GAMBIER — Wood has been a source of strength for the Knox County community since pioneer days, and the many ways it has been used, from agriculture to art, will be explored in a Kenyon College discussion called “Working in Wood.”
A panel of wood aficionados will look at the role of wood in agriculture and the arts Tuesday, March 27, at 11:10 a.m. at the Peirce Hall Lounge, 201 College-Park St. The public is invited to attend and join the discussion.
“Wood has been important to Knox County since pioneer days. Settlers had to first clear timber to create agricultural land, and sawmills soon arose to make wood for construction,” said Howard L. Sacks, professor of sociology and director of the Kenyon Rural Life Center, which presents the panel. “The barns and agricultural buildings themselves tell a story about both the natural and social history of this community. And wood is a way to engage our community, whether you’re talking about barn restoration or about wood carvers who are inspired by the social and cultural life around them.”
The panel includes Knox County residents Pamela Whitney Gray, known as the Barn Consultant; Kenyon Professor of Art Barry Gunderson, a sculptor who often works in wood; and Gene Schnebly, a wood carver.
Gray, who inherited the mantle of Barn Consultant from her father, the late Chuck Whitney, helps barn owners — many of them newcomers to rural life — assess the historical value and structural integrity of barns. Barns “tell the story of agriculture in our area,” she said. “Depending on how the barn was built, you can determine what the origins of the settlers were. And these barns were built with wood within a radius of a mile, so the wood itself is a record of what grew in the area.”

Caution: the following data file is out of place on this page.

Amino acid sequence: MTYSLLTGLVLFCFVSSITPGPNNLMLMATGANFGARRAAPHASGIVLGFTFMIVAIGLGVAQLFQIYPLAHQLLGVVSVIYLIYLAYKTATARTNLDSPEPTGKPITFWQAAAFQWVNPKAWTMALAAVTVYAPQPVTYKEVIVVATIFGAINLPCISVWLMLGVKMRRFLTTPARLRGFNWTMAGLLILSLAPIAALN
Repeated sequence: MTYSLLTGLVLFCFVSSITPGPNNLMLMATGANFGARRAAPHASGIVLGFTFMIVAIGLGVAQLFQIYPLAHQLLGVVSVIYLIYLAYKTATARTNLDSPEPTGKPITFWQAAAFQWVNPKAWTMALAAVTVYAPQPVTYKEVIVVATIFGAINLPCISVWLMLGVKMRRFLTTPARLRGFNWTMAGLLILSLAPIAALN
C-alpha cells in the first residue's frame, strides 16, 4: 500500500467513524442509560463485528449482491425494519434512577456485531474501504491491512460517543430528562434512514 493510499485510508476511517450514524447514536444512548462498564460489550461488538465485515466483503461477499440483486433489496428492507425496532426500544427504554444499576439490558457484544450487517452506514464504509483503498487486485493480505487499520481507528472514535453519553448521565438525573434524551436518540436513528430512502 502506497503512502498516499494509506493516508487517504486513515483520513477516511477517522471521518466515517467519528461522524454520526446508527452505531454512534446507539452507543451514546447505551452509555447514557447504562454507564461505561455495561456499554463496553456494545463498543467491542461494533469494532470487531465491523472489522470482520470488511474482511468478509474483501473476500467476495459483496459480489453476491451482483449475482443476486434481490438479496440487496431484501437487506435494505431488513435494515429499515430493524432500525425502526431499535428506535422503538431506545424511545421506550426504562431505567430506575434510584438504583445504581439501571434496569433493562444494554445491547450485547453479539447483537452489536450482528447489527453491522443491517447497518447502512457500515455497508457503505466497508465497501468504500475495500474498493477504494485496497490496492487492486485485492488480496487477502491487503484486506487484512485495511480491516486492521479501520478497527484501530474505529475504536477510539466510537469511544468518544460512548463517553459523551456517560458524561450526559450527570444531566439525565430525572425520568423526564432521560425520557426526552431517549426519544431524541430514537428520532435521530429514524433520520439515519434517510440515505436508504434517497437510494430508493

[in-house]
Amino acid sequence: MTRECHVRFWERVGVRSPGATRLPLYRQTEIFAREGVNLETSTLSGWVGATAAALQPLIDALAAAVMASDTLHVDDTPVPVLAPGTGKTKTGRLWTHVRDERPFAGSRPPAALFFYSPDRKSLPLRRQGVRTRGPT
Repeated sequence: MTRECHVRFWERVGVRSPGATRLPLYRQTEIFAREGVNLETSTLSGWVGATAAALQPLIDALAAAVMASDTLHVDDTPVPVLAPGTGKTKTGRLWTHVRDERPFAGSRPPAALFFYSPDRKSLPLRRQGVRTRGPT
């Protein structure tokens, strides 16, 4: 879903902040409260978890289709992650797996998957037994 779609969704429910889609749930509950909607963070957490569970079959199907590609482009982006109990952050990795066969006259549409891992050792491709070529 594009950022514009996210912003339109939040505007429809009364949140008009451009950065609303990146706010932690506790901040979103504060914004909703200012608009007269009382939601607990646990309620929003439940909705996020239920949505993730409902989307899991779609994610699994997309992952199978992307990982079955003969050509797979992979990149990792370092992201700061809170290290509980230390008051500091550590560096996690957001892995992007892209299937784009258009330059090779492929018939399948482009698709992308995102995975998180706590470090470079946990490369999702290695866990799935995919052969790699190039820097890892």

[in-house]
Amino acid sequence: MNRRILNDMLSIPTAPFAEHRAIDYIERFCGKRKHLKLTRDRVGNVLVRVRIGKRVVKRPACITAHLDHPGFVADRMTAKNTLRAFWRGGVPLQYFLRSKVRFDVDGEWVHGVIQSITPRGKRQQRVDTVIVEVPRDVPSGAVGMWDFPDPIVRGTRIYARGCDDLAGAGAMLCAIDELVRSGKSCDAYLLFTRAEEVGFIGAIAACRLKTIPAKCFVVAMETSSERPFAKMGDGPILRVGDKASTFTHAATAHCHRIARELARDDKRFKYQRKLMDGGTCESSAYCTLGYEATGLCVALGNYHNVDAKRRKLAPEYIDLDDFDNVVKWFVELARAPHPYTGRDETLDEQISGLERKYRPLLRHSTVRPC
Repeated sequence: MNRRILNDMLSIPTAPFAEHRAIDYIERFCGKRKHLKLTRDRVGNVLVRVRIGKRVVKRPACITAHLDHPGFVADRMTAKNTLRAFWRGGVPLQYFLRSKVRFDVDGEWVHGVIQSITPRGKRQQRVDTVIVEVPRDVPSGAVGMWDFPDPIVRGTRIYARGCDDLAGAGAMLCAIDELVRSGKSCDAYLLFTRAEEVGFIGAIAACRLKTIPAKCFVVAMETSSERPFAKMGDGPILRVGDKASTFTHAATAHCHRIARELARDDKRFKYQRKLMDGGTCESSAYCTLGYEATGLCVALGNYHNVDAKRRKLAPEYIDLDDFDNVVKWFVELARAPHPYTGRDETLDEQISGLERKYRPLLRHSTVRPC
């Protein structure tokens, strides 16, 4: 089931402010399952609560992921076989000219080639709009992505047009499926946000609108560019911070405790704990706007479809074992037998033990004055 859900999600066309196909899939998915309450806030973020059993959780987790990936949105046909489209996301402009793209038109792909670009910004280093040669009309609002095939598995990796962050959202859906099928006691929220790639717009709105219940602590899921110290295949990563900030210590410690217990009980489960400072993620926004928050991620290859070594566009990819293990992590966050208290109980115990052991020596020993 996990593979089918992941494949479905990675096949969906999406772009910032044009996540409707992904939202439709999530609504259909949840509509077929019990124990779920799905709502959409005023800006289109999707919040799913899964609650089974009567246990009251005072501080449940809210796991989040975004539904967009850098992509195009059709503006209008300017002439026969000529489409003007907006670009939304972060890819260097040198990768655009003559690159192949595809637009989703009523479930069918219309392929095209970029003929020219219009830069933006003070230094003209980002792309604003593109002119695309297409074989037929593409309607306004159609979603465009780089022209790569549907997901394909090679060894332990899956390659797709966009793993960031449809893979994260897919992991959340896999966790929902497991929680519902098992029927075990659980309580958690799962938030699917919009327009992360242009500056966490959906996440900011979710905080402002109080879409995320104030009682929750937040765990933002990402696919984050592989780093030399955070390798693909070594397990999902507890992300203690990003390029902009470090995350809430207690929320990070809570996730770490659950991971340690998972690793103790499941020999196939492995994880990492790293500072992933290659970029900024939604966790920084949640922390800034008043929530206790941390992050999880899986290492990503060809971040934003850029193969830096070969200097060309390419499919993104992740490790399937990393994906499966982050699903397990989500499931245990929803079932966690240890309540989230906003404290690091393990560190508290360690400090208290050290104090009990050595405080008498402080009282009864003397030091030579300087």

The old barns are paying a price for the fading of family farms and negligence and deterioration. “We’re losing them,” Gray said. “It is a terrible loss.”
Gunderson, widely known for large, public sculptures in aluminum, is fond of working with wood, including pine, birch and poplar, on a smaller scale. He makes little distinction between his fine art and folk art. He will share work from his “Dirt Series” that has “allowed me to explore color, shape and texture while thinking of the tenuous existence of the small family farm.”
Schnebly has carved horse- and mule-drawn wooden wagons to 1/16th scale, recalling the wagons used by the grandfather who reared him. “He’s sitting on the seat, driving the mules” in one carving, he said. “I wanted to be reminded of the things he did and what he did. We were pretty close. ” Schnebly works with quaking aspen, oak and walnut.
Wood carving, he said, comes naturally to him. “I didn’t know I could do it till I tried,” he said. “On my mother’s side, all of my uncles were carpenters. When I was a kid and in high school, I used to help build the barns.”
The panel discussion will be hosted by Judy Sacks, an affiliated scholar in American studies at Kenyon and the recipient of an Ohio Arts Council Heritage Fellowship for community leadership.
“Working in Wood” is part of a series of public forums, called Visits, planned by the Rural Life Center. Each session of Visits focuses on an issue important to local culture and lifestyle and includes a panel discussion with local experts. The program that follows is “Aging in the Country,” on April 17. To learn more about Visits, call the Rural Life Center, 740-427-5850.
Published on March 19, 2012